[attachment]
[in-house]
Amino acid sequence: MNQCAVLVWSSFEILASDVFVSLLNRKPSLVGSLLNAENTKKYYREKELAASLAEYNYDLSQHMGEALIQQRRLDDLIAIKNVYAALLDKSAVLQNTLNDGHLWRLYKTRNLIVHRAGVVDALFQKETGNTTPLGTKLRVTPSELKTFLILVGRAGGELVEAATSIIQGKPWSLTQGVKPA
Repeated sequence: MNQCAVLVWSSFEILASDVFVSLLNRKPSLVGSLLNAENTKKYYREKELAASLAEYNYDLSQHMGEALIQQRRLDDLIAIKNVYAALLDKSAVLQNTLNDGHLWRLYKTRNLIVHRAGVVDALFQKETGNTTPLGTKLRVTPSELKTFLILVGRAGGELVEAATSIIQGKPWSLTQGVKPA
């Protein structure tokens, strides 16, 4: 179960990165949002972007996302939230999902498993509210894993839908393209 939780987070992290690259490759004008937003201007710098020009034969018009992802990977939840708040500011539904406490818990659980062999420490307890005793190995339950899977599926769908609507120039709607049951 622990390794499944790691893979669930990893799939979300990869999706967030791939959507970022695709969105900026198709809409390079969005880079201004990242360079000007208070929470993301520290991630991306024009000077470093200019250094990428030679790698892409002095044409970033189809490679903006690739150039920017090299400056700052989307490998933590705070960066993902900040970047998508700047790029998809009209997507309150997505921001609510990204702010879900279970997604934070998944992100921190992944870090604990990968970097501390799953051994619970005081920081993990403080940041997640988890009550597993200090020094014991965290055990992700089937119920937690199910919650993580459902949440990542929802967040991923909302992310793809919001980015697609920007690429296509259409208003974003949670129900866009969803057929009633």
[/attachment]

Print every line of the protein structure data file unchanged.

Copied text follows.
[in-house]
Amino acid sequence: MNQCAVLVWSSFEILASDVFVSLLNRKPSLVGSLLNAENTKKYYREKELAASLAEYNYDLSQHMGEALIQQRRLDDLIAIKNVYAALLDKSAVLQNTLNDGHLWRLYKTRNLIVHRAGVVDALFQKETGNTTPLGTKLRVTPSELKTFLILVGRAGGELVEAATSIIQGKPWSLTQGVKPA
Repeated sequence: MNQCAVLVWSSFEILASDVFVSLLNRKPSLVGSLLNAENTKKYYREKELAASLAEYNYDLSQHMGEALIQQRRLDDLIAIKNVYAALLDKSAVLQNTLNDGHLWRLYKTRNLIVHRAGVVDALFQKETGNTTPLGTKLRVTPSELKTFLILVGRAGGELVEAATSIIQGKPWSLTQGVKPA
């Protein structure tokens, strides 16, 4: 179960990165949002972007996302939230999902498993509210894993839908393209 939780987070992290690259490759004008937003201007710098020009034969018009992802990977939840708040500011539904406490818990659980062999420490307890005793190995339950899977599926769908609507120039709607049951 622990390794499944790691893979669930990893799939979300990869999706967030791939959507970022695709969105900026198709809409390079969005880079201004990242360079000007208070929470993301520290991630991306024009000077470093200019250094990428030679790698892409002095044409970033189809490679903006690739150039920017090299400056700052989307490998933590705070960066993902900040970047998508700047790029998809009209997507309150997505921001609510990204702010879900279970997604934070998944992100921190992944870090604990990968970097501390799953051994619970005081920081993990403080940041997640988890009550597993200090020094014991965290055990992700089937119920937690199910919650993580459902949440990542929802967040991923909302992310793809919001980015697609920007690429296509259409208003974003949670129900866009969803057929009633």